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Hawaii's governor has signed a bill that adopts goals of the Paris climate agreement, despite President Trump's announcement last week that the U.S. is pulling out of the global accord.
"Reducing greenhouse emissions in Hawaii is now the law — the state law," reports Hawaii Public Radio's Bill Dorman. "While the specifics are a bit vague, the political message is clear: to keep pace with environmental commitments made as part of the Paris accord."
Gov. David Ige signed the Senate bill on Tuesday, saying he was motivated by the evidence of climate change visible every day in Hawaii.
"We are the testing grounds. ... We are especially aware of the limits of our natural environment," Ige said before signing the document. "Tides are getting higher, biodiversity is shrinking, coral is bleaching, coastlines are eroding, weather is becoming more extreme. We must acknowledge these realities at home. That is why Hawaii is united in its political leadership on tackling climate change."
The law commits the state to reducing greenhouse gas emissions in order to align with the principles and goals of the Paris Agreement.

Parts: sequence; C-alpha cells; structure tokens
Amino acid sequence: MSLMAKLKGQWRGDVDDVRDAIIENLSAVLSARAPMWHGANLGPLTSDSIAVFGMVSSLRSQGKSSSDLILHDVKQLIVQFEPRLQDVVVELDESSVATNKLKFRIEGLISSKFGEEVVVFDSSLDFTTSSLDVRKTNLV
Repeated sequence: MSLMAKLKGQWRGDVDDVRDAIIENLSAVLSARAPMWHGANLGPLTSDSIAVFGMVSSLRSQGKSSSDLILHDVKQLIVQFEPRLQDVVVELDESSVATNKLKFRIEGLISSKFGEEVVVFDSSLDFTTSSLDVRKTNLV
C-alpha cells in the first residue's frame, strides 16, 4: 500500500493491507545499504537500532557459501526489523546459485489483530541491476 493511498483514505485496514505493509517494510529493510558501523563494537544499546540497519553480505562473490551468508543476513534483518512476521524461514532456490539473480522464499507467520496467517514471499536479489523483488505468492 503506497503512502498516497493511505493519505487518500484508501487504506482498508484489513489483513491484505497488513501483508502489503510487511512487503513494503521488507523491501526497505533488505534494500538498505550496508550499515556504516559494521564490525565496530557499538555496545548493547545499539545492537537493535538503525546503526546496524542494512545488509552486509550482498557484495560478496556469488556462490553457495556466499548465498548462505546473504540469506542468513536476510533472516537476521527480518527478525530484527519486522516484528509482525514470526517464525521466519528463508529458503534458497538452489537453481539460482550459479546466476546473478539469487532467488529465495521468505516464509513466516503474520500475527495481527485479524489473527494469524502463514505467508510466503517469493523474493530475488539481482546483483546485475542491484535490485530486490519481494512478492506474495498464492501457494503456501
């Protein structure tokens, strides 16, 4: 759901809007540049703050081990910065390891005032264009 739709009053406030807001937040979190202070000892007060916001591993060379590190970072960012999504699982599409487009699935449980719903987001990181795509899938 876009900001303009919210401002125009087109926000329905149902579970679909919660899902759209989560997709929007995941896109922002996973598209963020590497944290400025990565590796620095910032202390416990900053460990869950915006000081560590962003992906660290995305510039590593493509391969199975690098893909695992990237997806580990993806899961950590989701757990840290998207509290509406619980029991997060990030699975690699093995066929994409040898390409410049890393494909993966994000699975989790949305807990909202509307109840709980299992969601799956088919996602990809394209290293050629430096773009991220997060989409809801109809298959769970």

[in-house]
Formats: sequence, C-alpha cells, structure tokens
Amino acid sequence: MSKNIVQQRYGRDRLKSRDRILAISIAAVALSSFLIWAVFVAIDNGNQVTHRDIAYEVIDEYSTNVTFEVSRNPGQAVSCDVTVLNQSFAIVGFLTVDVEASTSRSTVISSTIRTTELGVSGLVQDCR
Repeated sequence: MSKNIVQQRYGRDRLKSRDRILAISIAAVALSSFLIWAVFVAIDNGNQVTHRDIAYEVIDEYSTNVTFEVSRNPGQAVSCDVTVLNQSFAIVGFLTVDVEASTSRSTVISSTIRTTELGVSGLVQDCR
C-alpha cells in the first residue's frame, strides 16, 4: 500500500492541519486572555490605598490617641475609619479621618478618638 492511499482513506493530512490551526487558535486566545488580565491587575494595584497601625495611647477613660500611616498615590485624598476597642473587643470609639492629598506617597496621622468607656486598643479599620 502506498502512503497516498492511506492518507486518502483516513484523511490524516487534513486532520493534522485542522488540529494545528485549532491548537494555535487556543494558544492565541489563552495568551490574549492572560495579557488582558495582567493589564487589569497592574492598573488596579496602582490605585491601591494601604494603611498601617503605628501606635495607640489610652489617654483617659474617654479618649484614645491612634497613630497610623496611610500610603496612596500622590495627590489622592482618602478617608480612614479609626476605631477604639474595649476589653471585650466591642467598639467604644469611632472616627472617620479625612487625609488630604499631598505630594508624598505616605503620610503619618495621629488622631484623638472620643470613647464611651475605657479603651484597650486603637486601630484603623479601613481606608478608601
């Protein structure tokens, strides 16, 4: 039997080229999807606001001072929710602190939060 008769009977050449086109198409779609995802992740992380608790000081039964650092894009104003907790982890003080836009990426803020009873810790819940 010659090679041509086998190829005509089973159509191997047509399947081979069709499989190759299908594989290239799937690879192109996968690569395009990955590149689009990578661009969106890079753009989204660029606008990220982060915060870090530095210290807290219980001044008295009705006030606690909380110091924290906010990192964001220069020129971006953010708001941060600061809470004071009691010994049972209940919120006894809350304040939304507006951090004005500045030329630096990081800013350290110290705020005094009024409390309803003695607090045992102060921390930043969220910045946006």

State Sen. J. Kalani English, who introduced the bill, said the measure "gives us legal basis to continue adaptation and mitigation strategies for Hawai'i, despite the Federal government's withdrawal from the treaty."
It also creates a commission to establish strategies to combat climate change and develop plans to manage the impact of rising sea levels.
Ige signed a separate bill Tuesday establishing a Carbon Farming Task Force, aimed at identifying "agricultural and aquacultural practices to improve soil health and promote carbon sequestration."
While the state says it is the first to pass legislation in support of Paris after Trump's withdrawal announcement, other governors have pledged to uphold the agreement inside their states. Hawaii is joining at least 12 other states that have formed the U.S. Climate Alliance and promised to remain committed to the goals in the Paris deal.
In 2015, 195 countries agreed in Paris to set individual targets for reducing greenhouse gas emissions, with the shared goal of limiting the rise in average global temperatures to less than 2 degrees Celsius.
While announcing his controversial decision, Trump said he was motivated by a campaign pledge to put American workers first. As The Two-Way reported, he stated that the agreement gives other countries "an economic edge over the United States."
Only two countries are not part of the global agreement — Syria and Nicaragua.
Trump's announcement also prompted more than 1,200 business leaders, mayors and college presidents to stress that they planned to continue working towards the goals set in Paris.
The state of Hawaii is also challenging Trump's travel ban in federal court, saying it violates the Constitution and discriminates against travelers on the basis of religion.
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